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Five Reasons I Loved Learning Logic - Compass Classroom Blog

Five Reasons I Loved Learning Logic


To some, logic is perceived as a "dead" subject. It's something that was taught in centuries past, but really isn't necessary today. Nobody actually talks about fallacies anymore, do they?

While I understand why some would come to this conclusion, I wholeheartedly disagree. I come down with Professor Kirk of Narnia fame, who shakes his head woefully and says "Logic! Why don't they teach logic in these schools?" Logic is a fundamentally important part of a good education.

Now, please understand that there are different ways to learn logic, some formal and some informal. When I was in school, I used this series, which was immensely helpful, and also enjoyed the book The Fallacy Detective.

Here are five reasons why I am grateful for my parents' encouragement and requirement to study logic. 

1: It helped me learn math. 

What? How can that be? Logic is all about words and vague concepts, how could it have anything to do with math? Well, above all other intellectual pursuits, math is the one that is the most logical. There is no subjectivity in math, only objectivity. If X is the product of Y, then we can know that Z is W. The classic "If A, than B" formula is best used in math. I struggled a lot with math in school, especially higher math, but turned a corner when I learned to apply logic to my work.

2: It is a good subject to encourage precision and clarity.

I come from a family of writers. As such, I thrived on any subject that involved somewhat sophomoric private interpretations of whatever task was at hand. If there was a way creatively to spin an answer into whatever I wanted it to be, I would do it. This held true for creative writing, English, and all humanities-related subjects. Now, it is true that I am an avid supporter of these subjects and encourage creativity in learning.  Logic, however, is a wonderful subject to require your students to learn the specific right and wrong answers. As a bonus, it's more fun than math for many of us!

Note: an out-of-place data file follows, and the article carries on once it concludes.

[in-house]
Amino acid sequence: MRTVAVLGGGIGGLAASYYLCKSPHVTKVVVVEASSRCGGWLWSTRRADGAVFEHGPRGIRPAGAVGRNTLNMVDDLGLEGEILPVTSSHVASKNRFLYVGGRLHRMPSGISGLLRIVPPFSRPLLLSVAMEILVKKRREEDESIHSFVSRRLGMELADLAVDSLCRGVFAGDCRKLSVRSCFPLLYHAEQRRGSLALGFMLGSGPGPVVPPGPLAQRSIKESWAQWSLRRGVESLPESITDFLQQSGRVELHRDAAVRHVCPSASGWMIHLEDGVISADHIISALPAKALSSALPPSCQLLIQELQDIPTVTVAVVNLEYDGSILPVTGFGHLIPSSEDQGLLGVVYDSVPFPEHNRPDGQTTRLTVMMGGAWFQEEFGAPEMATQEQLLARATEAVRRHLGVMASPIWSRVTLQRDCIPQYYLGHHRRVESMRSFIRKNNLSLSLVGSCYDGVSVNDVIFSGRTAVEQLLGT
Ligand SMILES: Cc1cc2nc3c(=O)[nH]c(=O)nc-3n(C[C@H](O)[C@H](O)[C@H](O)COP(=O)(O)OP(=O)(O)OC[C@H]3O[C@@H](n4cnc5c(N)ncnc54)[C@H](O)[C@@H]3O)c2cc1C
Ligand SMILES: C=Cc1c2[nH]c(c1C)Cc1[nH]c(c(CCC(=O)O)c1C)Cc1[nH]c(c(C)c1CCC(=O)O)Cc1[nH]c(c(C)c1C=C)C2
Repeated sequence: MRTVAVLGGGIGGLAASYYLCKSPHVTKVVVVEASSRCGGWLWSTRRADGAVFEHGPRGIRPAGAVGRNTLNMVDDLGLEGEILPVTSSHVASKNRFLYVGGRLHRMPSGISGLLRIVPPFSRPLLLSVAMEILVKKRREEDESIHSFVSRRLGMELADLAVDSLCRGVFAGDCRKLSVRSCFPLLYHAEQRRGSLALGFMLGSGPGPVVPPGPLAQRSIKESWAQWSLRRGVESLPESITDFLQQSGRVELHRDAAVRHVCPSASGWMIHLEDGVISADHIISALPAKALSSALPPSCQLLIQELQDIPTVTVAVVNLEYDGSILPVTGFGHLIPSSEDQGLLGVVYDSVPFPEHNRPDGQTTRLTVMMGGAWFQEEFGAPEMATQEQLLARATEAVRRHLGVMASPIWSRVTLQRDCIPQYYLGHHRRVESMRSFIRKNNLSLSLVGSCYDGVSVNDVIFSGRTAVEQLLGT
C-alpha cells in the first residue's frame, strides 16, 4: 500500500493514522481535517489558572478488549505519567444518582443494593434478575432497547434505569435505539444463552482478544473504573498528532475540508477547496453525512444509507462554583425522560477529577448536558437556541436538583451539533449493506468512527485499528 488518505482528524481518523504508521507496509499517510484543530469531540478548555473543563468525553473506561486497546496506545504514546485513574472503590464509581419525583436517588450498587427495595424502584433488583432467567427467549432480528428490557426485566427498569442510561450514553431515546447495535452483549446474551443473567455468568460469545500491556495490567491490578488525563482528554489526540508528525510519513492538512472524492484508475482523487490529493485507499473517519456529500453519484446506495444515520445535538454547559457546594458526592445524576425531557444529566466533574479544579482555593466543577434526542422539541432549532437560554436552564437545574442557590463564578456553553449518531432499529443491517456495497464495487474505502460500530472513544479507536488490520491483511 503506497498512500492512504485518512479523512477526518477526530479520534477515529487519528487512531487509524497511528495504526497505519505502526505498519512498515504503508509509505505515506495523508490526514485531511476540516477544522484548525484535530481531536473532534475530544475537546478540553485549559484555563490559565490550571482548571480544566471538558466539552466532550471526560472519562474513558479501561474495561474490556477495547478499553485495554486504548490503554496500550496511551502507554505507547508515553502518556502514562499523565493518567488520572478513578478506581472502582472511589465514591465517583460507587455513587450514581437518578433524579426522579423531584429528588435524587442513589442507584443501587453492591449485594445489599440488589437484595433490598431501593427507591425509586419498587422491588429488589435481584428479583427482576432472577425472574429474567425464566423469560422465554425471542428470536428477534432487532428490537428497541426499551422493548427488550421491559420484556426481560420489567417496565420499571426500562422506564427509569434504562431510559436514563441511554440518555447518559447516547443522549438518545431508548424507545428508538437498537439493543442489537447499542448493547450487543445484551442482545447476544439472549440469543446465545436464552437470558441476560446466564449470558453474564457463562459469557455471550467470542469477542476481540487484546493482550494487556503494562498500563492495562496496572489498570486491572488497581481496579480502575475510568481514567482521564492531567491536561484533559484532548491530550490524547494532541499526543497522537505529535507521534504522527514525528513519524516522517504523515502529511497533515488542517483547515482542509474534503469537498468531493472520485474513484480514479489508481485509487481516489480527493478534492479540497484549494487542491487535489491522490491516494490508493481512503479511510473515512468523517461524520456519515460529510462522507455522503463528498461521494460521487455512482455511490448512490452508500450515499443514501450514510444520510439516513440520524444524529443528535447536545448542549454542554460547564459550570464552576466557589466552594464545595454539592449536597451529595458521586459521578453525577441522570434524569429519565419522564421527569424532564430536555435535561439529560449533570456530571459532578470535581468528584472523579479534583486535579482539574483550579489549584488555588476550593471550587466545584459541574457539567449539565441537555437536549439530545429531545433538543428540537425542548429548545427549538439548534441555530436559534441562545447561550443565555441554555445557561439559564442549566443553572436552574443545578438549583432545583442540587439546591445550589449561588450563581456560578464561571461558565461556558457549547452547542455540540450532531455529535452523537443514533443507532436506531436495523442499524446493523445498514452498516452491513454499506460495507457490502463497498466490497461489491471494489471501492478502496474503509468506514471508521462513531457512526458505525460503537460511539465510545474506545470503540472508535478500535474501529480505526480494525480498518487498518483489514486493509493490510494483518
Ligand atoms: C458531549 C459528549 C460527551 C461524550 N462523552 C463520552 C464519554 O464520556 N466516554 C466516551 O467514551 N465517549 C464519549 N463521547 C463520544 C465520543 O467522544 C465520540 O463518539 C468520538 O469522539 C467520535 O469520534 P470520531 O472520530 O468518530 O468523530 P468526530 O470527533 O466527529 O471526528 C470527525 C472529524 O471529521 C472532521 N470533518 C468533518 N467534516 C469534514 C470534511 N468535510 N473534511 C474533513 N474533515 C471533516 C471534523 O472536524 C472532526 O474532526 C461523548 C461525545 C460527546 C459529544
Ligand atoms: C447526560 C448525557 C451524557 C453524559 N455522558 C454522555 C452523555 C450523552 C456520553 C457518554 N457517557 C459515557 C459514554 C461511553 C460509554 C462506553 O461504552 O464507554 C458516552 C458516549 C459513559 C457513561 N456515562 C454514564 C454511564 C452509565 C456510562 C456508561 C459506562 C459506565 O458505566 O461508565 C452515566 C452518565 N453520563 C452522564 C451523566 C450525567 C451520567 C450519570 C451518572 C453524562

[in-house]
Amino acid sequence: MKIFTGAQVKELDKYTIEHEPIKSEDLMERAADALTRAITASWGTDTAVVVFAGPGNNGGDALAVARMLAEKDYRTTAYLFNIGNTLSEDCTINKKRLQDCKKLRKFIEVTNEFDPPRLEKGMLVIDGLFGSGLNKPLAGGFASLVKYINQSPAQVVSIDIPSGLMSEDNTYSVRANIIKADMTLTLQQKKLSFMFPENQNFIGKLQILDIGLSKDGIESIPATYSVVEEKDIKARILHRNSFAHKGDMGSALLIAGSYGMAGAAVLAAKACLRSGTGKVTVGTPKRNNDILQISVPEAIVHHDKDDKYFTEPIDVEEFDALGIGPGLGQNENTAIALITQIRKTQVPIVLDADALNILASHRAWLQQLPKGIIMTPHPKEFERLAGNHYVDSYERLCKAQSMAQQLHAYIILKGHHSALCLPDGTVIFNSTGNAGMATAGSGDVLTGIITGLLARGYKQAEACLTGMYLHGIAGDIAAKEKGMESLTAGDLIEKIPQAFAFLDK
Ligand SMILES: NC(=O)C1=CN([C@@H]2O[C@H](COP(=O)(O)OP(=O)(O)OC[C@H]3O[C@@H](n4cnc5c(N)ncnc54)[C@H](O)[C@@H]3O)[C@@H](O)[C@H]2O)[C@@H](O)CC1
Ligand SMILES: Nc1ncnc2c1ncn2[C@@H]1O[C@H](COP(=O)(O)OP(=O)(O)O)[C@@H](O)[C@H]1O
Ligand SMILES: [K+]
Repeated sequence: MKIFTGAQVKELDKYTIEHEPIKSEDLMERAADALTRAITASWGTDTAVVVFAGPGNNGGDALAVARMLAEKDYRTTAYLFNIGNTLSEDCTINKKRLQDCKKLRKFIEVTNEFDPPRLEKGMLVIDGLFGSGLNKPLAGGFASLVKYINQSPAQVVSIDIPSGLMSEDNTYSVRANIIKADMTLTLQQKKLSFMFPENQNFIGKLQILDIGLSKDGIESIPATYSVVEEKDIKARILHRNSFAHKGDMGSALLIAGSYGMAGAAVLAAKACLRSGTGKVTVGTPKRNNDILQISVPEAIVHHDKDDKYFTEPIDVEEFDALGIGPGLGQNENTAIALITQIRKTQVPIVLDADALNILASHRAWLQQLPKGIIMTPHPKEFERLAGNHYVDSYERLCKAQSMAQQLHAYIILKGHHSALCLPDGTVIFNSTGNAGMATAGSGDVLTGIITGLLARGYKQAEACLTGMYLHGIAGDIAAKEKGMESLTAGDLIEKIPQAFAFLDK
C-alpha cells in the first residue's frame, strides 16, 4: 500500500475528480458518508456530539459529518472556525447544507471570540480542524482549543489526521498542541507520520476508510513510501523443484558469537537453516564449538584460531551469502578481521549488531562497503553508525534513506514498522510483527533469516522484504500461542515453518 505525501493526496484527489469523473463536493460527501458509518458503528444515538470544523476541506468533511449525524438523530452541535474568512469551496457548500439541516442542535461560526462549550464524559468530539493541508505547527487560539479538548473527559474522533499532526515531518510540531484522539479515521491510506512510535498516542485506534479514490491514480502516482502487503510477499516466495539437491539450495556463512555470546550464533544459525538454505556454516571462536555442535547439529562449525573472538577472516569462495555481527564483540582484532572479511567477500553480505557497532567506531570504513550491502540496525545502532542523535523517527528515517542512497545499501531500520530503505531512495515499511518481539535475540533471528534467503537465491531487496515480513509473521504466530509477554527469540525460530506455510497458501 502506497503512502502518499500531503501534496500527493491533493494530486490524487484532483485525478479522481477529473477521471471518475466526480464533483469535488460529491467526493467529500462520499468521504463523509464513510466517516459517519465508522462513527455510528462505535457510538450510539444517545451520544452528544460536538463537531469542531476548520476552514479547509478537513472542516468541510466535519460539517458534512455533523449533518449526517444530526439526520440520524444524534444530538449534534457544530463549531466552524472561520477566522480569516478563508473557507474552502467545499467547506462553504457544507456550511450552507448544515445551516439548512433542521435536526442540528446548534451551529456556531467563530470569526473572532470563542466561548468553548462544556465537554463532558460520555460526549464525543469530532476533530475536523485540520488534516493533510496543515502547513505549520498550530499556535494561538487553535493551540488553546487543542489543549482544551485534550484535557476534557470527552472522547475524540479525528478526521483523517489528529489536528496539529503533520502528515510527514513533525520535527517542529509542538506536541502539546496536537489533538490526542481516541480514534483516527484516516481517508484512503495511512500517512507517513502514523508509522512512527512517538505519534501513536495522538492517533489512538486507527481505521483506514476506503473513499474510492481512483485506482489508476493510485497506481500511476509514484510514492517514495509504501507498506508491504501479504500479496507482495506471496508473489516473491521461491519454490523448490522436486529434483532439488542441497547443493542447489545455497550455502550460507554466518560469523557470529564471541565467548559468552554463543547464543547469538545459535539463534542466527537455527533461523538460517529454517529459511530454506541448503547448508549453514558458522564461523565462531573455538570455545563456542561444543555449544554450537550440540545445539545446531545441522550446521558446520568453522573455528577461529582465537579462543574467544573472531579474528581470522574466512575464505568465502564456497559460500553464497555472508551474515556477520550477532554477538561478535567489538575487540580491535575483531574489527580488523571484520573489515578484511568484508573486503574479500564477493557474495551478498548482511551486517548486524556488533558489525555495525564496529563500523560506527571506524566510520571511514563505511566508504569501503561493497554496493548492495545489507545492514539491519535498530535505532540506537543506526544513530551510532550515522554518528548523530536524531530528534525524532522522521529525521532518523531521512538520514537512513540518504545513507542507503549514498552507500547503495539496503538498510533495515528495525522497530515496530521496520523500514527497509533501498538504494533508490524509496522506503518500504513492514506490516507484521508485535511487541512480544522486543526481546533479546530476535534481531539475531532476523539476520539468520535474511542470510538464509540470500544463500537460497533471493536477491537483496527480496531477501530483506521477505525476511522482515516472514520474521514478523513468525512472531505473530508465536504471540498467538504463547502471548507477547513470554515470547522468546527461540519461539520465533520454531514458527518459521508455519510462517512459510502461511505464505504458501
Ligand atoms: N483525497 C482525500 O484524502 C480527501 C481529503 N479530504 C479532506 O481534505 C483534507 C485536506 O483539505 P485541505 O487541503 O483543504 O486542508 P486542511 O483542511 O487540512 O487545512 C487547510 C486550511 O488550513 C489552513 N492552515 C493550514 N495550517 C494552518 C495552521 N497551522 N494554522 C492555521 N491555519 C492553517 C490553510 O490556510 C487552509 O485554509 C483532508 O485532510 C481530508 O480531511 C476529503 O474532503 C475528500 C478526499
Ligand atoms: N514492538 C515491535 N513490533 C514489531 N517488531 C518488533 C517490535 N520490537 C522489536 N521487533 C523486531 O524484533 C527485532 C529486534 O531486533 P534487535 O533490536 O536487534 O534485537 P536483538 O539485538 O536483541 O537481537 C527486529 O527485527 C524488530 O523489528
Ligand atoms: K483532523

3: It helped me study theology.

As a teenager, few things are more potentially confusing than discerning a proper view of theology. With so many voices to listen to, important questions are born. “Do I agree with my parents on this issue? Was the preacher on TV right when he said that? How do I know what the Bible says about this choice I have to make?” Going back to the principles I learned in logic was an immense comfort to me as I studied Scripture and formulated what I believe both in high school and college. With a world that wants desperately to turn you against Christ, logic is a wonderful tool in your apologetics toolbox to discern and stand for truth.

4: It helped me learn kindness and grace, in a weird way.

In a world of pervasive opinions, particularly on social media, logic can be quite useful. We argue with our friends more than we used to, because it’s easier to argue to a screen than to someone’s face. Consequently, there is further potential for us to say something unkind and hurt feelings or even ruin friendships. While there is certainly a potential for logic to cause some arrogance,  it’s also a wonderful tool when reasoning with someone you care for. Rather than immediately jumping to emotional arguments and unfounded insults, or feeling panicky when someone disagrees with you, logic allows us to remain calm and reasoned. There is no need to hurt feelings purposefully or give offense where it is not necessary. Simply rest in your knowledge that what you are saying is backed by logic and truth. OR, be willing to examine your beliefs and see that they are in fact not supported by logic or truth.

5: It helped me interpret the media.

One of the loudest voices vying for our attention as teenagers and beyond, is the media. Books, movies, TV shows, newscasts, and more. There is much good to be gleaned from these mediums, but before we do that, we have to learn to spit out the bones. Learning fallacies is an excellent way to do just that. Whether hearing the news anchor use ad populum or a political ad falling into the tu quoque fallacy, it’s important to be on our toes and aware when these things happen.

As you can see, logic is not an isolated, unimportant subject, but rather, it opens the door to being a helpful aid for many areas of study and of practical living. I hope you encourage your children to study it as well, you won’t be disappointed.